If you’ve worn out the spike on your stiletto, misplaced your kazoo, or you need a cheap little centrifuge, three-dimensional printing and a growing community of designers devoted to open-source software have the solutions for you. Once considered the realm of tinkerers and toy makers, 3-D printing is providing scientists with a treasure trove of opportunities to custom-design equipment and experiments. Kevin Lance, a graduate student at the University of California, San Francisco, once fixed a broken Pipetboy by simply drawing up the dimensions of the disabled part and printing it out. “It was an obscure internal part. You’d have to spend hundreds of dollars on a replacement,” Lance says. It took him a grand total of a few hours to make the part himself.
In its simplest application, 3-D printing can produce solid plastic objects from a digital file that is written in what is called standard tessellation language. The printers, which are about the size of a copy machine, use the design instructions to lay down layers of material on top of one another to form a 3-D shape. On open-source websites such as thingiverse.com, designers offer free instructions for downloading and printing their products. The DremelFuge, for example, is a printed rotor with mounts for six microcentrifuge tubes. Pop it onto a drill or rotary tool and spin away. “Biohackers and frugal lab workers,” as the designer puts it, can also download free instructions for printing molds and combs for gel electrophoresis.
Inspired by such industriousness, Lance and a group of other graduate students recently sponsored a competition called “Print My Lab.” The second place winner in the novel-gadget category was an iPhone mount for a dissecting microscope, and the first place invention, a “petristencillator,” was a set of petri dish inserts with slits like pie slices, used to divide up growth plates into equal sectors.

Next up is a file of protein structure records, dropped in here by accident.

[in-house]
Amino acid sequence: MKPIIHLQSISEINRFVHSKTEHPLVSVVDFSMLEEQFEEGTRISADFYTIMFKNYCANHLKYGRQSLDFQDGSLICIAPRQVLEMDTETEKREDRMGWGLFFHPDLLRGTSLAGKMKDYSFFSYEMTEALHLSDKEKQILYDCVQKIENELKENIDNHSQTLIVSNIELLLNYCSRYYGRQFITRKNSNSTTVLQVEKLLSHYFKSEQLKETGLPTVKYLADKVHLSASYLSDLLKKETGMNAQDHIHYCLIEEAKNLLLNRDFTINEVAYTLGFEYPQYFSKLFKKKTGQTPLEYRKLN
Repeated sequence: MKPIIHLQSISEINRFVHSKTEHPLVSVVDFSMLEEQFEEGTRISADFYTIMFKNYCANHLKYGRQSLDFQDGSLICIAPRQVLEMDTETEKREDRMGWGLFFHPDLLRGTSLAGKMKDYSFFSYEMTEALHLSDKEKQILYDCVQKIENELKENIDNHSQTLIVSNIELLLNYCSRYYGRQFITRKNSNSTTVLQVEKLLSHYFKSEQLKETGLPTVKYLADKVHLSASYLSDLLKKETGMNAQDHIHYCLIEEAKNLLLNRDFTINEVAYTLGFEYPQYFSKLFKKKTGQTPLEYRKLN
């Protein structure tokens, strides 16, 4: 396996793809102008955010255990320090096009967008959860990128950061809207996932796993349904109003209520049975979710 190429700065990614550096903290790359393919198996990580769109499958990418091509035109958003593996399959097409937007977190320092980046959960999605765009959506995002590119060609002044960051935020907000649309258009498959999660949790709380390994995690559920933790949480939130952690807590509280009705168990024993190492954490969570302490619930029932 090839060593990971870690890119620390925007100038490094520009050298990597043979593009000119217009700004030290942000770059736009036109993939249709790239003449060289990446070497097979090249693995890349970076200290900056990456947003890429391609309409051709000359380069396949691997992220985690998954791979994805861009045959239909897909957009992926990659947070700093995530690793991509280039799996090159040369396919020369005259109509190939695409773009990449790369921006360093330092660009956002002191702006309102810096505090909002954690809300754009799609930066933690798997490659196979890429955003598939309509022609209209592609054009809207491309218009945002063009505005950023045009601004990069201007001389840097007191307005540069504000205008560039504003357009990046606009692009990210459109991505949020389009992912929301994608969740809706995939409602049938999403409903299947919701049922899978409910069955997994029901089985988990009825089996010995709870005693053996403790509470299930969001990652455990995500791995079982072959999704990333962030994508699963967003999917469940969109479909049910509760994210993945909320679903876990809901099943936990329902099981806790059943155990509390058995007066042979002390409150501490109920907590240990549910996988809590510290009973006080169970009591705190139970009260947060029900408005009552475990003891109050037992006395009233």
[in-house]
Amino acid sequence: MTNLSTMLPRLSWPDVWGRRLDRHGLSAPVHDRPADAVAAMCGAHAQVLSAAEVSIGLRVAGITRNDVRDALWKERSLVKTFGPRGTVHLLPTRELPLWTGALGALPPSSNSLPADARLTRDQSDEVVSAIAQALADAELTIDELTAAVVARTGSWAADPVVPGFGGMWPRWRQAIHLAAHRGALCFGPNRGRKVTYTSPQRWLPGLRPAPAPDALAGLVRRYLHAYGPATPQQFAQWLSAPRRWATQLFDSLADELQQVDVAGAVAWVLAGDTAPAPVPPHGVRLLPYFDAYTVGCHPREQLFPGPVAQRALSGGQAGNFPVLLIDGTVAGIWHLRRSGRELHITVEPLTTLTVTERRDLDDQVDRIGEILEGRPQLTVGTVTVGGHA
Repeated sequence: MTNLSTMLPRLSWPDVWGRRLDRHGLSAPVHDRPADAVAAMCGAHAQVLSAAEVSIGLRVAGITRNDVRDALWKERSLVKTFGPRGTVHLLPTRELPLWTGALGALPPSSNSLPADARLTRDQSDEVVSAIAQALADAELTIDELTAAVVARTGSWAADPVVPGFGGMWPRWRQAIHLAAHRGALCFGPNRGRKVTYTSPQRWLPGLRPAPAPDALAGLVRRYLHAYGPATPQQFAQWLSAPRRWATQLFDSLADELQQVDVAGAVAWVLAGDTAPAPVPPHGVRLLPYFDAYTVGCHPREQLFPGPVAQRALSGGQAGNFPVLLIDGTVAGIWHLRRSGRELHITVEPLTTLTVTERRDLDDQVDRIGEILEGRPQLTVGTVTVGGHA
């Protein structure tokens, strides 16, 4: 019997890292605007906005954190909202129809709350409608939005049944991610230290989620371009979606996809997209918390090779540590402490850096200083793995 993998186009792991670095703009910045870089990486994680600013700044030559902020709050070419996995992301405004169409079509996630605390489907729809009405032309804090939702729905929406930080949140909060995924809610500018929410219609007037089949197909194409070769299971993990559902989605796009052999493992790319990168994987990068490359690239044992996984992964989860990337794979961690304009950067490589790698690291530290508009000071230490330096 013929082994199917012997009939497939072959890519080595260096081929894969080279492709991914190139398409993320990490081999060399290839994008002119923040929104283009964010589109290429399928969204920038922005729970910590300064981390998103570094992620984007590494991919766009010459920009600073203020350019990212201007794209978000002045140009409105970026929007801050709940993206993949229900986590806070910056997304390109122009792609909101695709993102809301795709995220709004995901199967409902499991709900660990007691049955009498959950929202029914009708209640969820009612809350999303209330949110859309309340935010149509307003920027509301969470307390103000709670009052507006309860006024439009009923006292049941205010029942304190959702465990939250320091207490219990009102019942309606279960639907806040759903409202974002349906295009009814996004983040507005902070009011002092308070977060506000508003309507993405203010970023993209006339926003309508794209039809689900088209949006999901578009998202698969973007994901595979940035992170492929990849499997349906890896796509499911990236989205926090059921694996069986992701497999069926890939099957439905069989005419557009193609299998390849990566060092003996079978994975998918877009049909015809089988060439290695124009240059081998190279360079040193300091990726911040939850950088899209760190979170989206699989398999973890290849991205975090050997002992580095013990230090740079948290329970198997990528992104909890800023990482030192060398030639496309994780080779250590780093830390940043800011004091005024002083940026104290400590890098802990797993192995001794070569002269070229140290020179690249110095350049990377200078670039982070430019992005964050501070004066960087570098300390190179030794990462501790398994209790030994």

In its newest and most sophisticated role, 3-D printing is actually doing the science, rather than just supplying the parts. Leroy Cronin at the University of Glasgow used a 3-D printer as a chemistry lab. He designed a reaction vessel (printed from silicone bathroom caulk) and used it to synthesize novel compounds: two inorganic nanoclusters and one organic compound (Nature Chemistry, 4:349-54, 2012). The printer dispensed the reagents into separate chambers of the vessel, and the researchers then sucked the chemicals into a third mixing chamber to produce the new compounds. “It’s like you’re baking a cake, but also making the baking tin,” Cronin says. His team also lined other vessels with catalysts or electrodes, so that the container itself actually takes part in the experiment. Chemists will no longer be limited to thinking about chemistry as reactions done in static containers, he says, instead considering the container as part of the reaction. “What I loved about this paper is there is some cool chemistry in there, but that was not the point,” says Joshua Pearce, a professor at Michigan Tech. “They’re using a 3-D printer to attack chemistry in a way it’s never been attacked before.”
Arthur Olson, a professor at the Scripps Research Institute in La Jolla, California, is using 3-D printing to turn back the clock on biochemistry. For decades, computer screens have offered scientists the best look at the structure of molecules. Such 2-D models can rotate and flip and change shape, but “manipulating and dealing with the physical object has a lot of perceptual richness to it that you don’t get moving a 2-D image on a screen,” says Olson. In the 1990s he started using a 3-D printer to return to the old method of visualizing molecules using a physical model he could hold in his hands. The models became so popular that Scripps now offers a molecule printing service.
While hard-copy models are helpful for teaching or simply visualizing protein structure, “the computer was also an incredibly valuable way of looking at 3-D data. We didn’t want to get rid of that,” says Olson. He’s since developed a way to blend the two approaches, so that a person can manipulate the models while a computer watches. For instance, if Olson is interested in developing a small-molecule drug to bind a protein, he can move the two 3-D models into different docking scenarios, and the computer will calculate the energy of the interactions and whether they would fit well in that configuration.
Olson’s “augmented reality” program is still in a prototype phase, as are a lot of 3-D printing applications. But Pearce says that 10 times a day new open-source designs are being posted online, and the cost of a printer is now down to about $1,000. “It’s expanding so quickly it’s truly incredible,” he says. “When I was a kid, the idea of being able to [design] something and make a 3-D object was incredible. Now I have one at my house.”